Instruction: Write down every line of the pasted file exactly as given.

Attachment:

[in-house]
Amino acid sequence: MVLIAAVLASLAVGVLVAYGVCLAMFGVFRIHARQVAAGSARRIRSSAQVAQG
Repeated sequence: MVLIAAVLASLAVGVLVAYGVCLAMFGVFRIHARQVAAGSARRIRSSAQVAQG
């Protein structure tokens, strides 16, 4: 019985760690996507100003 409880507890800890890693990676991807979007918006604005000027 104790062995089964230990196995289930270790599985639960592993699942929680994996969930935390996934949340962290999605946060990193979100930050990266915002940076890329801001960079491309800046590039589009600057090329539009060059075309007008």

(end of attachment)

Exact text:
[in-house]
Amino acid sequence: MVLIAAVLASLAVGVLVAYGVCLAMFGVFRIHARQVAAGSARRIRSSAQVAQG
Repeated sequence: MVLIAAVLASLAVGVLVAYGVCLAMFGVFRIHARQVAAGSARRIRSSAQVAQG
């Protein structure tokens, strides 16, 4: 019985760690996507100003 409880507890800890890693990676991807979007918006604005000027 104790062995089964230990196995289930270790599985639960592993699942929680994996969930935390996934949340962290999605946060990193979100930050990266915002940076890329801001960079491309800046590039589009600057090329539009060059075309007008």